Once you have covered the bottom and walls of the pie pan, use a flat-bottom glass dusted in flour to press the cinnamon pinwheels flat and into each other. Use your fingers to shape the pinwheels along the walls of the pan. Refrigerate the crust for 30 minutes.

To make the filling:

Preheat the oven to 350 degrees.

I poured the filling straight into the unbaked crust, but if you want a crispier crust, I advise baking it about 8 on its own first.

Bring a pot of water to a boil. Add the sweet potatoes. Cook about 15 minutes, or until a the sweet potatoes can be mashed with the back of a spoon. Drain.

Add the potatoes, 1 cup of the sugar, the butter, eggs, vanilla, salt and spices to the bowl of a food processor. Pulse for about 30 seconds or until no chunks of sweet potato remain.

This is what the baked crust looks like.

Add the milk and pulse for another 10 seconds. Pour the filling into the pie crust and bake for about 45 minutes, or until a toothpick inserted in the center comes out clean. Place the pie on a rack and cool to room temperature.

To make the cream cheese drizzle:

You be the judge: Drizzle or dollop the icing as you please.

Use a mixer to cream together the cream cheese, sugar, vanilla and salt. In a slow, steady stream add the milk and continue mixing until incorporated.

Drizzle/dollop the cream cheese icing over slices of pie. Add leftover baked cinnamon pinwheels and sprinkle marshmallows and cinnamon over top.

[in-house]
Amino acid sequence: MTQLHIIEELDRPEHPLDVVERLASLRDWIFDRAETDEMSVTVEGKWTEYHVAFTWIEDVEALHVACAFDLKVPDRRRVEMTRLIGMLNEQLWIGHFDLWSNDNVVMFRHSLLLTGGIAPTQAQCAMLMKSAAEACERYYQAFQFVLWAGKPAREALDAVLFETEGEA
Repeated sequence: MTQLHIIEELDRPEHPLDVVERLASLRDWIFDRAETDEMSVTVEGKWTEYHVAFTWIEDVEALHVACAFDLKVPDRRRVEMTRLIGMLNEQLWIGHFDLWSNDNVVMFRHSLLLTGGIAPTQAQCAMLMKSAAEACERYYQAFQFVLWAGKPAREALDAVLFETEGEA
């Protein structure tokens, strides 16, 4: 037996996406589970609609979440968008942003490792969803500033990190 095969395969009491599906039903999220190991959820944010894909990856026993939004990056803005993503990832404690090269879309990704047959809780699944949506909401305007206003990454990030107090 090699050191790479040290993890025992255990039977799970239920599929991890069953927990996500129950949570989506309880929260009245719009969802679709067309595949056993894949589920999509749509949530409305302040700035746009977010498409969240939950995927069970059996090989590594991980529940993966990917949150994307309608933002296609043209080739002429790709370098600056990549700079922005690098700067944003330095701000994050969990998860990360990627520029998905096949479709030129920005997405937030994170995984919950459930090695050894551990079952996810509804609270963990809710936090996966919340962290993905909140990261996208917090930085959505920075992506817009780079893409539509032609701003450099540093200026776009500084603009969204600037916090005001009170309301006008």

Makes about 8 servings.

Pie filling recipe adapted from: Paula Deen

Cream cheese drizzle recipe: Rachel Ray

*This month we’re featuring classic pies that would be a great dessert at any Thanksgiving table. For the full list of pies, click here.

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by Caitlin Saniga

“I didn’t have any chocolate chips, so I used Snickers bars and marshmallows instead.” My friend Suzanne declared this her favorite combination of words of the day when I handed her a stack of three of these cookies.

  • 1 1/4 cup all-purpose flour
  • 1/4 teaspoon baking soda
  • 1/2 cup (1 stick) unsalted butter, at room temperature
  • 1/4 cup sugar
  • 1/2 cup packed brown sugar
  • 1/2 teaspoon salt
  • 1 teaspoon vanilla extract
  • 1 large egg
  • 2 regular-size Snickers bars, chopped
  • 3/4 cup mini marshmallows

Preheat the oven to 350 degrees. Line two baking sheets with parchment paper; set aside.